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December 16, 2007
NASHVILLE, Tenn. - What would Memphis be like without freshman phenom Derrick Rose?
We already know the answer to that question. The Tigers went 33-4 and reached the Elite Eight last season while Rose was finishing up his senior season of high school in Chicago. The same five starters from that team are back.
What if you took away Rose and leading scorer Chris Douglas-Roberts?
We found out the answer Saturday night at the Sommet Center - home of the NHL's Nashville Predators - and teams with legitimate aspirations of capturing the national title should be concerned.
Rose and Douglas-Roberts combined for just nine points (they average 36 points a game together) in the first game of the Sun Belt Classic against Middle Tennessee State, but it made little difference as the No. 2-ranked Tigers still rolled to a 65-41 rout.
Middle Tennessee (3-5) doesn't pose much of a threat, but Memphis' performance was still impressive because it came on a neutral court in a somewhat-hostile environment. The Sommet Center (which holds 18,071) was nearly full, and most of the fans were pulling for MTSU, Tennessee or Western Kentucky. The Vols defeated the Hilltoppers 88-82 in the second game of the night.
"We are going to have nights like this ... but even without Rose we won 33 games," Coach John Calipari said. "We are a veteran team."
It was those veterans that carried the Tigers. Junior Robert Dozier played perhaps the best game of his career. The versatile forward scored 11 points, grabbed seven boards, tied a career high with five blocks and set a career-high with six steals.
"That is the best I have seen (Robert) play since he began playing for me," Calipari said.
The combination of junior center Joey Dorsey - who had 12 points, 11 boards and three blocks - and Dozier made life particularly difficult on the inside for the Blue Raiders. MTSU managed to shoot just 27 percent (15 of 37) from the field.
"Memphis is the most underrated defensive team in America," Middle Tennessee coach Kermit Davis said. "We were really intimidated around the goal. They blocked a lot of shots and altered a lot of our other shots."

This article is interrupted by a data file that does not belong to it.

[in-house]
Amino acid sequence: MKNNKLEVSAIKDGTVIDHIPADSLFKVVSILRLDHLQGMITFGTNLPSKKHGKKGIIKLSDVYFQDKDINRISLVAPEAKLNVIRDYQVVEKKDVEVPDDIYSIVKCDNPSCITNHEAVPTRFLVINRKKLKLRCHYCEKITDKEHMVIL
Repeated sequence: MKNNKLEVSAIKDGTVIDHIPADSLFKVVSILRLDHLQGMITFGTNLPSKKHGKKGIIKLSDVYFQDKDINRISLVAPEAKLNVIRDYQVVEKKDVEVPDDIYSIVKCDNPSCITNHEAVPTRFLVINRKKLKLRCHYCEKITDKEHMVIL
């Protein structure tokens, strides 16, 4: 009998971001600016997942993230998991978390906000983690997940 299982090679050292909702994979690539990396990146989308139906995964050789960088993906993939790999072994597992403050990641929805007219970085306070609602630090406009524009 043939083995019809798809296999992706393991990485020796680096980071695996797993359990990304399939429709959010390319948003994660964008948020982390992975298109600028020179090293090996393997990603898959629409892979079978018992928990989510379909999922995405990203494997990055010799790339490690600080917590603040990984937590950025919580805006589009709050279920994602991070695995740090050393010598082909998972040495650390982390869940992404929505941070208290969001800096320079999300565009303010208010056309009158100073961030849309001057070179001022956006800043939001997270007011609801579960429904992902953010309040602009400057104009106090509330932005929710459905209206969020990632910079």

Guard Antonio Anderson, another junior, created a number of open shots for the Tigers. Anderson dished out a game-high six assists while adding nine points and six boards.
"We are a different team when Antonio plays like that," Calipari said.
Memphis' depth - perhaps its biggest edge over the other elite teams - was also on display. Calipari constantly subbed in four players at a time, and nine players played at least 14 minutes.
"Usually you get excited when the guy you are guarding goes out," Middle Tennessee guard Kevin Kanaskie said. "You want to see who is coming in. But, Memphis' (subs) are just as good as the starters."
The Blue Raiders kept the game close early. A layup from Kanaskie tied the score at 16 with 9:33 left in the first half, but the Tigers closed the half on a 19-6 run to open up a 35-22 lead. Memphis wasn't threatened again.
The Tigers dominated the second half. A meaningless jumper from Rose, one of only two of his field goals, gave the Tigers their biggest lead of the night at 61-34 with 8:23 to go.
"We were a little shaken at the beginning but we got it together," Dozier said.
Middle Tennessee guard Nigel Johnson was asked after the game whether Memphis or Tennessee (which crushed the Blue Raiders 109-40 in November) was the better team. While Johnson didn't give a definitive answer, his reply did provide some insight.
"Tennessee played like the No. 1 team in the nation," Johnson said. "Memphis didn't play up to their capability."
No, they didn't. And that's what is so scary.
Andrew Skwara is a national writer for Rivals.com. He can be reached at email@example.com.
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